• Combined income between $32,000 and $44,000 – 50% benefits taxed 
    • Combined income over $44,000 – up to 85% of benefits taxed 

Your benefits are taxed based on your combined income, meaning your total taxable income including 401(k), etc. No more than 85% of your benefits can be taxed, but still, that adds up, especially year-over-year. Strategizing with an advisor can help reduce the tax bite, but this question is complex and shouldn’t be pursued on your own. 

What You Should be Aware Of 

After looking at immediate personal concerns, let’s take a step back to look at the national state of facts and rumors around Social Security. What are the larger questions and movements of this financial institution that will shape its future?

(Not Really) Going for Broke 

One of the alarmist cliches out there is that Social Security is running out of money. Take it now, or there won’t be any left! The year 1984 was supposed to be the absolute end of Social Security, and the doom’s date has been changing ever since.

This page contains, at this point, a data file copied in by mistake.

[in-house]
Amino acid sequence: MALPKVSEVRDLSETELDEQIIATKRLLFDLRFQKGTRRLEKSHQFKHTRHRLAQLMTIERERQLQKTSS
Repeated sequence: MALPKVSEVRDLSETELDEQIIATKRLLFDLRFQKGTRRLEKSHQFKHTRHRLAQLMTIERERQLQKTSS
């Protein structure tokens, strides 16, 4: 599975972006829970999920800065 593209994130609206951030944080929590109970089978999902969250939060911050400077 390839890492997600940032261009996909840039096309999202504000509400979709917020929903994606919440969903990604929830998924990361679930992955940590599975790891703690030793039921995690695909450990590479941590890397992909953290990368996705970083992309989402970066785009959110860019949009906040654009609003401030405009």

No, Social Security is not going broke. Revenue is still coming in and rolling over in the system – however, the population density has gone up and people are living longer. Without reform, Social Security’s trust fund will be depleted by 2035. Even then though, your benefits will be reduced, not eradicated. 

At worst, we could be looking at Social Security benefits being paid at 79% of what they are today. Now, that takes some planning and it’s good to be aware of, but it’s no reason to start stuffing money under a mattress and/or losing sleep. Plan accordingly, with the guidance of trusted advisors, and you can be prepared for this kind of change.